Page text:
Yet clearly not all who are overweight or obese develop DM2. Additional contributing factors are ethnicity, genetics, age and maybe even a sedentary lifestyle. The development of obesity, diabetes, or both, may depend on the presence of genetic susceptibility to obesity and diabetes and perhaps also on early nutritional factors.

So what can you do if you have a risk of developing diabetes and are overweight or obese as defined by your BMI? Well....a lot!

A number of research studies have now shown that reducing body weight in overweight and obese people at high risk of developing diabetes can significantly decrease the risk of developing the disease. In a Chinese study of individuals with pre-diabetes (defined through testing these individuals by giving them a very sugary drink and then measuring their blood sugars to see if normal or high), the six-year incidence of diabetes was reduced by 36 percent in those treated with a low-fat, high-carbohydrate diet, by 47 percent through exercise only and by 39 percent through a regimen of diet and exercise.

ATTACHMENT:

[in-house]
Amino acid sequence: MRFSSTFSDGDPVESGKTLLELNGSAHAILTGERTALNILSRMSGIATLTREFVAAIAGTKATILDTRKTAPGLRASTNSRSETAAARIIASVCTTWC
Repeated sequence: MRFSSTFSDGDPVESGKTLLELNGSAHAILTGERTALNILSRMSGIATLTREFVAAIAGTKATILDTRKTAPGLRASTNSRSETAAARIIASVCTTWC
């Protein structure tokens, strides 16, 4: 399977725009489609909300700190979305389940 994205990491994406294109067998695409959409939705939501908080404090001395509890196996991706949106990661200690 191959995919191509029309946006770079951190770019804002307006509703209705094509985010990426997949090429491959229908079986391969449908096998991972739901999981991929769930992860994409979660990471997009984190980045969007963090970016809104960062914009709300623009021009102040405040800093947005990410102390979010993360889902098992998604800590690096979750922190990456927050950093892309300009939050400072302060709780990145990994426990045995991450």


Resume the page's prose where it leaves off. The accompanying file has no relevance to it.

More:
A Swedish weight loss-intervention study looking at the effects of weight loss surgery for very obese individuals showed a two-year incidence of diabetes of six percent in those not receiving the surgery (whose weight loss was zero), compared to only 0.2 percent in those treated by surgery and who lost weight. Most of this benefit was still present at 10 years post-surgery, when the incidence of diabetes was still five-fold lower in those having had the surgery, corresponding to an 80 percent protection.

The U.S. Diabetes Prevention Pilot Program showed that, with a combination of weight loss of about seven percent accompanied by about 150 minutes a week of exercise, the risk of developing DM2 in those identified as "at-risk" decreased by 58 percent in three years.

What, then, can you do if you already have been diagnosed with diabetes? Data shows that a 15 to 20 percent weight loss in the first year after diagnosis of DM2 has been shown to reverse the excess mortality of being overweight and having DM2. A deliberate weight loss of just one to 19 pounds has been shown to be associated with a 30 to 40 percent reduction in diabetes- related mortality. And your need for medication will also be decreased; whether pills to treat high blood sugar or insulin, weight loss is associated with lower doses needed to treat your DM2. Even medication for the control of high blood pressure or high cholesterol can often be decreased with weight loss.